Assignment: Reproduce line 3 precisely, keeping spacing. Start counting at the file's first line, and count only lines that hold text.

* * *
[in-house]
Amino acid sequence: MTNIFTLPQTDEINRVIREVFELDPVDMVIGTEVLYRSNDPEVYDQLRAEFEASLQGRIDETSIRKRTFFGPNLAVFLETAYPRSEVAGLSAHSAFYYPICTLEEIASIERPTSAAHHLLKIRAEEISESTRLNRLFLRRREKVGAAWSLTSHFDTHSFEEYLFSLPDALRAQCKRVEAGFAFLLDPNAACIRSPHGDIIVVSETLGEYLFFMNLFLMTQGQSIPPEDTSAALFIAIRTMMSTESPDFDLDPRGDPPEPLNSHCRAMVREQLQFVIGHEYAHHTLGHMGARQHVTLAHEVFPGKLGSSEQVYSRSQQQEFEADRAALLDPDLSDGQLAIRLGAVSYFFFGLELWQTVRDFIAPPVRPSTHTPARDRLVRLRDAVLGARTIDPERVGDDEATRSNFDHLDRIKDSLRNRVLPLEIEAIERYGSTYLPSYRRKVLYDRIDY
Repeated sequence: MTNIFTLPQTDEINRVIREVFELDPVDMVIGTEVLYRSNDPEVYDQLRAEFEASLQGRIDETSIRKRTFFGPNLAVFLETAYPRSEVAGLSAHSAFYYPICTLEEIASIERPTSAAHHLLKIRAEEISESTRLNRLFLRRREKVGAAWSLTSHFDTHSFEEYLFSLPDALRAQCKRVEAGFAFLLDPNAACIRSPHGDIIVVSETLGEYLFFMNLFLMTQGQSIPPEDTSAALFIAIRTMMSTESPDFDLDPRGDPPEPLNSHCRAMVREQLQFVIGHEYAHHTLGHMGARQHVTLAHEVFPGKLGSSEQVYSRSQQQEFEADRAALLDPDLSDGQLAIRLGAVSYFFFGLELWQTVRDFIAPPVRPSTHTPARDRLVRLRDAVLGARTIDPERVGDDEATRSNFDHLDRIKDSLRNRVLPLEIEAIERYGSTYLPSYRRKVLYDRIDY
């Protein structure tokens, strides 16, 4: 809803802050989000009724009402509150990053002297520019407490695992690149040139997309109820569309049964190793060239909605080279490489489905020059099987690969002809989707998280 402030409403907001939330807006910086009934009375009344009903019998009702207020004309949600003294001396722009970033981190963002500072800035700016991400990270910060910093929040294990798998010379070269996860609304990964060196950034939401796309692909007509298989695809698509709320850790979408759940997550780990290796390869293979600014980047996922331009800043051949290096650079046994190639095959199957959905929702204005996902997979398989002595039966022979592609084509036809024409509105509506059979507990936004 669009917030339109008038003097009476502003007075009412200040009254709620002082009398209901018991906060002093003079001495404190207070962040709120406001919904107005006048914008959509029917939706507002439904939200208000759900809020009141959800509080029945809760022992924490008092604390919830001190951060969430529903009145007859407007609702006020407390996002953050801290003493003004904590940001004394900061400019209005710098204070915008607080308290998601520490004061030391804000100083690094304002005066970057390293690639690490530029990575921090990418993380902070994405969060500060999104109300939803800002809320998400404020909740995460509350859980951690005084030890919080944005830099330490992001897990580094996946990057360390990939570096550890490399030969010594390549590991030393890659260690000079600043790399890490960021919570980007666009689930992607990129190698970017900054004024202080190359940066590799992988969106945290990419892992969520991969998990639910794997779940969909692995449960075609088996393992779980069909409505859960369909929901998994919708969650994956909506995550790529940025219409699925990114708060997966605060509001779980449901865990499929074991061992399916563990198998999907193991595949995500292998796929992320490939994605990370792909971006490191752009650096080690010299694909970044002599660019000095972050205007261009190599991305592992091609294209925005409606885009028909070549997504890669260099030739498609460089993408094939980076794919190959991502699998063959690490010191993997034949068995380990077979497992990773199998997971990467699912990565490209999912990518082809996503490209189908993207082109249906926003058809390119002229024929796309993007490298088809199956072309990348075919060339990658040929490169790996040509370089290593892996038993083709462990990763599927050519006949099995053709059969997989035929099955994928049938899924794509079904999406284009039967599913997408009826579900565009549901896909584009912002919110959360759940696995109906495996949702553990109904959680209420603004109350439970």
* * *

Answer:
Repeated sequence: MTNIFTLPQTDEINRVIREVFELDPVDMVIGTEVLYRSNDPEVYDQLRAEFEASLQGRIDETSIRKRTFFGPNLAVFLETAYPRSEVAGLSAHSAFYYPICTLEEIASIERPTSAAHHLLKIRAEEISESTRLNRLFLRRREKVGAAWSLTSHFDTHSFEEYLFSLPDALRAQCKRVEAGFAFLLDPNAACIRSPHGDIIVVSETLGEYLFFMNLFLMTQGQSIPPEDTSAALFIAIRTMMSTESPDFDLDPRGDPPEPLNSHCRAMVREQLQFVIGHEYAHHTLGHMGARQHVTLAHEVFPGKLGSSEQVYSRSQQQEFEADRAALLDPDLSDGQLAIRLGAVSYFFFGLELWQTVRDFIAPPVRPSTHTPARDRLVRLRDAVLGARTIDPERVGDDEATRSNFDHLDRIKDSLRNRVLPLEIEAIERYGSTYLPSYRRKVLYDRIDY